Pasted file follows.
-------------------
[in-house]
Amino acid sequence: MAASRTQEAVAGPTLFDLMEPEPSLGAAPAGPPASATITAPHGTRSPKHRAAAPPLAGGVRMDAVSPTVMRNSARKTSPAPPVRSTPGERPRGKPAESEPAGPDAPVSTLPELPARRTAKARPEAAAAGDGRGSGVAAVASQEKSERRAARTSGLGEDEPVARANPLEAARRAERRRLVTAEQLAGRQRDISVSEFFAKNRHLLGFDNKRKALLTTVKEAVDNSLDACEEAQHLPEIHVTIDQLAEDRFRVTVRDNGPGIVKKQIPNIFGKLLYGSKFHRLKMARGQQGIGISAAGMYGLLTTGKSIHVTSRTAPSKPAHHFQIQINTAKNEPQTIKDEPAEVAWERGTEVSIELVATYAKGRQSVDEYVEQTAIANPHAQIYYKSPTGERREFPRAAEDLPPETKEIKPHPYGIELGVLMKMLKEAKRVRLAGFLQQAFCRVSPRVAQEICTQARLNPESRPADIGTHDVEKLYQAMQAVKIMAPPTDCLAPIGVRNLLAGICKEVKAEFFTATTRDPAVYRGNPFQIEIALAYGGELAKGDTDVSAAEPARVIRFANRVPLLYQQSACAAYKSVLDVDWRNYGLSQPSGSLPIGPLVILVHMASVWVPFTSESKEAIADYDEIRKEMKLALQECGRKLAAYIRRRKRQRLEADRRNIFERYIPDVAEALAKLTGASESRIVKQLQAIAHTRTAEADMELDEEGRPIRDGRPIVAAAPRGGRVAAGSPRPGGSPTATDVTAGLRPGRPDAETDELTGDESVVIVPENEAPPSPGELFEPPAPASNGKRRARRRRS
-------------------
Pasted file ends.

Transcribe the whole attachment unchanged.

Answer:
[in-house]
Amino acid sequence: MAASRTQEAVAGPTLFDLMEPEPSLGAAPAGPPASATITAPHGTRSPKHRAAAPPLAGGVRMDAVSPTVMRNSARKTSPAPPVRSTPGERPRGKPAESEPAGPDAPVSTLPELPARRTAKARPEAAAAGDGRGSGVAAVASQEKSERRAARTSGLGEDEPVARANPLEAARRAERRRLVTAEQLAGRQRDISVSEFFAKNRHLLGFDNKRKALLTTVKEAVDNSLDACEEAQHLPEIHVTIDQLAEDRFRVTVRDNGPGIVKKQIPNIFGKLLYGSKFHRLKMARGQQGIGISAAGMYGLLTTGKSIHVTSRTAPSKPAHHFQIQINTAKNEPQTIKDEPAEVAWERGTEVSIELVATYAKGRQSVDEYVEQTAIANPHAQIYYKSPTGERREFPRAAEDLPPETKEIKPHPYGIELGVLMKMLKEAKRVRLAGFLQQAFCRVSPRVAQEICTQARLNPESRPADIGTHDVEKLYQAMQAVKIMAPPTDCLAPIGVRNLLAGICKEVKAEFFTATTRDPAVYRGNPFQIEIALAYGGELAKGDTDVSAAEPARVIRFANRVPLLYQQSACAAYKSVLDVDWRNYGLSQPSGSLPIGPLVILVHMASVWVPFTSESKEAIADYDEIRKEMKLALQECGRKLAAYIRRRKRQRLEADRRNIFERYIPDVAEALAKLTGASESRIVKQLQAIAHTRTAEADMELDEEGRPIRDGRPIVAAAPRGGRVAAGSPRPGGSPTATDVTAGLRPGRPDAETDELTGDESVVIVPENEAPPSPGELFEPPAPASNGKRRARRRRS